Residents of Princeton have long been aware of her origins in their vicinity. When Calamity Jane died in 1903, the Princeton Press carried her obituary: "The dispatches in the daily papers last week announcing her death were read with especial interest by Mercer county citizens," stated the paper, "a great many of whom remembered her father and mother and a number of whom remembered the woman herself when she was a girl here." The volume on Missouri in the American Guide Series asserts that Martha Canary is the "best known, perhaps, of early-day Princeton residents." Today, a sign along the highway entrance to the town announces the annual celebration of "Calamity Jane Days," a two-day sales promotion sponsored by local businessmen. Not only are there sales at "calamitous" prices, but the event has included a parade, barbeque, dance, trail ride, flea market, car show, black powder turkey shoot, and athletic contests. Excitement is added by the "Shoot-Out Gang," and a Calamity Jane Melodrama held in the Cow Palace allows the crowd to cheer heroes and boo villains. Reigning over the festivities is the winner of the "Miss Calamity Jane" contest (her escort is, of course, "Wild Bill Hickok"), and there is even a "Little Miss Calamity Jane and Wild Bill Hickok" contest for three- and four-year-olds.
Nevertheless, contemporary Princeton displays only sporadic interest in its famous product. A few miles north of Princeton is the "Calamity Jane Roadside Park" developed in 1957, the town's "first attempt to claim fame as the birthplace of this famous woman of the early days." Nearly another decade passed before a sign marked the site of the farmhouse in which she was born. For several years thereafter, the local historical society published a historical paper coinciding with the celebration of "Calamity Jane Days." In 1991, a dramatic presentation based on her life titled "Calamity Jane's Return, Who Says You Can't Go Back Home," was added to the festivities. However, today a visitor has to ask for directions to find the historical marker at her birthplace outside Princeton. Calamity's controversial reputation may play a part in the town's general lack of interest. There has been some debate whether naming a local woman "Miss Calamity Jane" is appropriate, given Calamity's reputation.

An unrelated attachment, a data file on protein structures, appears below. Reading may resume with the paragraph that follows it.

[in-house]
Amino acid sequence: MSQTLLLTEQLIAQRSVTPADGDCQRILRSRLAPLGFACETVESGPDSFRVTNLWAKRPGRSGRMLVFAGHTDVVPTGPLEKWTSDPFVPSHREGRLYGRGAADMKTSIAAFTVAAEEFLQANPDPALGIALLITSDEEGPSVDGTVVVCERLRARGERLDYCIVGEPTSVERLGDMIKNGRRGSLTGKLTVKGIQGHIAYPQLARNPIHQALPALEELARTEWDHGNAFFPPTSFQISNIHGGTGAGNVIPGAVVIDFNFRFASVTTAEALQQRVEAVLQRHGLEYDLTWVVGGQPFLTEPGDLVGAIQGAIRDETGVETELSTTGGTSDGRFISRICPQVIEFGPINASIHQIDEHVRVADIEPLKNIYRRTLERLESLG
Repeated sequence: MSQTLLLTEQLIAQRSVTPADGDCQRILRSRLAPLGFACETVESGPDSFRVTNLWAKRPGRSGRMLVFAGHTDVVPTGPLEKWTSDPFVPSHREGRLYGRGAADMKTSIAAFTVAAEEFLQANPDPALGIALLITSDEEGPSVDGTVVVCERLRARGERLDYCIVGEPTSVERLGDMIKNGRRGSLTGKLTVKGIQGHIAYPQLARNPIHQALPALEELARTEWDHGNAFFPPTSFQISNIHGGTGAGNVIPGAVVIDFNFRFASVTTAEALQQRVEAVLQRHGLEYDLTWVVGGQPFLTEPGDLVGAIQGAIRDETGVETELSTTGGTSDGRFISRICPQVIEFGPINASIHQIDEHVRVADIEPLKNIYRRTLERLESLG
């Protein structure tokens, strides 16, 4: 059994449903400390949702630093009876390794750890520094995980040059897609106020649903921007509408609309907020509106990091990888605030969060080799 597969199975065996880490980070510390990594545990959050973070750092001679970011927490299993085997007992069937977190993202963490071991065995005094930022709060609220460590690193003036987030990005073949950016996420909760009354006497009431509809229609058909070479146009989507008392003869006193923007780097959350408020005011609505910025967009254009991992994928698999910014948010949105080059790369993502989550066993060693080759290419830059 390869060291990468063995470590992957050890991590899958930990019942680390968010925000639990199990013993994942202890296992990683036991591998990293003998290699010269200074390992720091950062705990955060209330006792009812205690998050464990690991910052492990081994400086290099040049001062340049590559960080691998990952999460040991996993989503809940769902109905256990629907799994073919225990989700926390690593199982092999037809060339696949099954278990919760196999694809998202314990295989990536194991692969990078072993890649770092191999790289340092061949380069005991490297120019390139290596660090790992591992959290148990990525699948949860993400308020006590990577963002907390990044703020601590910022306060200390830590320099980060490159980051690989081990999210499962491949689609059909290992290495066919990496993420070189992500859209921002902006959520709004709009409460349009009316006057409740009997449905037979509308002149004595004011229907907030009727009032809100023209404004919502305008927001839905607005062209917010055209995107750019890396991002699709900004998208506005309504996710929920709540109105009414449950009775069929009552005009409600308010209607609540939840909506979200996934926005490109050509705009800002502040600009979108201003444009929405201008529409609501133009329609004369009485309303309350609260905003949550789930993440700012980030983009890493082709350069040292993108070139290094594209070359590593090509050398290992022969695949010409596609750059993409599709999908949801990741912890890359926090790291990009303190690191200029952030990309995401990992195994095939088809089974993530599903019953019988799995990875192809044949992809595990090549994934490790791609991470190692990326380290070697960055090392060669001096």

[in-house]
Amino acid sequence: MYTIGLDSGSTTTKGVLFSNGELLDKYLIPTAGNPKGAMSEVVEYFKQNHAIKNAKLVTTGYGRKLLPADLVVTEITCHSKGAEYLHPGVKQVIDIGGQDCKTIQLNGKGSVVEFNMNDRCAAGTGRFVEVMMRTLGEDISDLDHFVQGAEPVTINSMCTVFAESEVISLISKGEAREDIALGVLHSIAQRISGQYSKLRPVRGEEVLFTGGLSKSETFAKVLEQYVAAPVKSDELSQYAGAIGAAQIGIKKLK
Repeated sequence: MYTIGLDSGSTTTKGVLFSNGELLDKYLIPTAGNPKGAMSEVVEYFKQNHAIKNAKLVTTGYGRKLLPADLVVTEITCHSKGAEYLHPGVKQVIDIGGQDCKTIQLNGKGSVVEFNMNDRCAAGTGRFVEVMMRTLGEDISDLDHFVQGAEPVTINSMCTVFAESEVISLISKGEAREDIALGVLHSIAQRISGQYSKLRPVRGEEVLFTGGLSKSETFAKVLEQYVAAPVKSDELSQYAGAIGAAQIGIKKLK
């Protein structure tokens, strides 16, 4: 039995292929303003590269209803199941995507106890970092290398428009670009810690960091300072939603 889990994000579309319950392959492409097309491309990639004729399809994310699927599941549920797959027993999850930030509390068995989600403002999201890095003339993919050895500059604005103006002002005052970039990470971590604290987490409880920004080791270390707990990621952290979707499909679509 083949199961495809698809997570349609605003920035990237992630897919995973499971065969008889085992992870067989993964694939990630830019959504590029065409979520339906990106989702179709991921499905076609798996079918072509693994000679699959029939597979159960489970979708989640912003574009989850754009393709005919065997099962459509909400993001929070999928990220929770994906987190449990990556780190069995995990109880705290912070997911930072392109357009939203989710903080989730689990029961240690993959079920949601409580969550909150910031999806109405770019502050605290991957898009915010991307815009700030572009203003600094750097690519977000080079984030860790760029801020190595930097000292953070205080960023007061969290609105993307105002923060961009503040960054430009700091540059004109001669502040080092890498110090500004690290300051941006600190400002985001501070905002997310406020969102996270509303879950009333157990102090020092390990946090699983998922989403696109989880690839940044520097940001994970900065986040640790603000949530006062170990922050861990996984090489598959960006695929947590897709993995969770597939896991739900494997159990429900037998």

Reminiscences by people in Princeton who remembered the Canary family were utilized by Duncan Aikman for his 1927 biography, Calamity Jane and the Lady Wildcats. A flamboyant writer more concerned with colorful narrative than careful documentation, Aikman nevertheless did considerable research. However, he erred frequently by accepting reminiscences collected sixty years after the events had occurred as established fact, and he embellished stories to fit his interpretation. Unfortunately, he failed to discover the census record listing Martha and, using the 1852 birthdate from her autobiography, invented stories of her childhood to conform with his assumption that she was twelve years old before her family left Princeton. For Aikman, Martha already was an "untutored rebel" whose creed was "to hell with the consequences." Allowed to roam as she wished by indulgent or inadequate parents, the tomboyish Martha learned all the "interesting, almost awe-inspiring secrets of country depravity." Aikman related a fictitious story of Martha successfully dodging corncobs thrown by local boys while she played in the woods like a young Amazon, cursing them with profanity usually reserved for adults. In contrast, Martha relates little about her childhood in her autobiography, recording only that she "had a fondness for horses," adventure, and "outdoor exercise."
Aikman mentioned in his biography that he had discovered documents proving the Canary family had resided in Princeton. Land records, he asserted, showed that Bob Canary purchased 180 acres of farmland for $500. When later scholars could not locate these records, Aikman's credibility was questioned. Another biographer, Roberta Beed Sollid, noted that "if deeds for this property ever did exist, they are not on hand at the present," adding that Aikman "from a few recollections of old-timers spun an elaborate tale" about Martha and her family.
The land records do exist, however, and with the 1860 census data and recently discovered probate court records dating from the death of Martha's grandfather, James, considerable documentation of the Canary family's residence in Princeton is available, reawakening interest in the reminiscences utilized by Aikman. The land records from the Office of the Recorder of Deeds for Mercer County suggest the Canary family probably arrived in 1856, for on April 28 that year, Hiram Overstreet sold 320 acres for $1,775 to James Canary, Martha's grandfather. If the family arrived in Missouri near the date when this land was purchased, Charlotte would have been pregnant during their trip to Missouri, and Martha would have been born only two days after Robert's father acquired his land.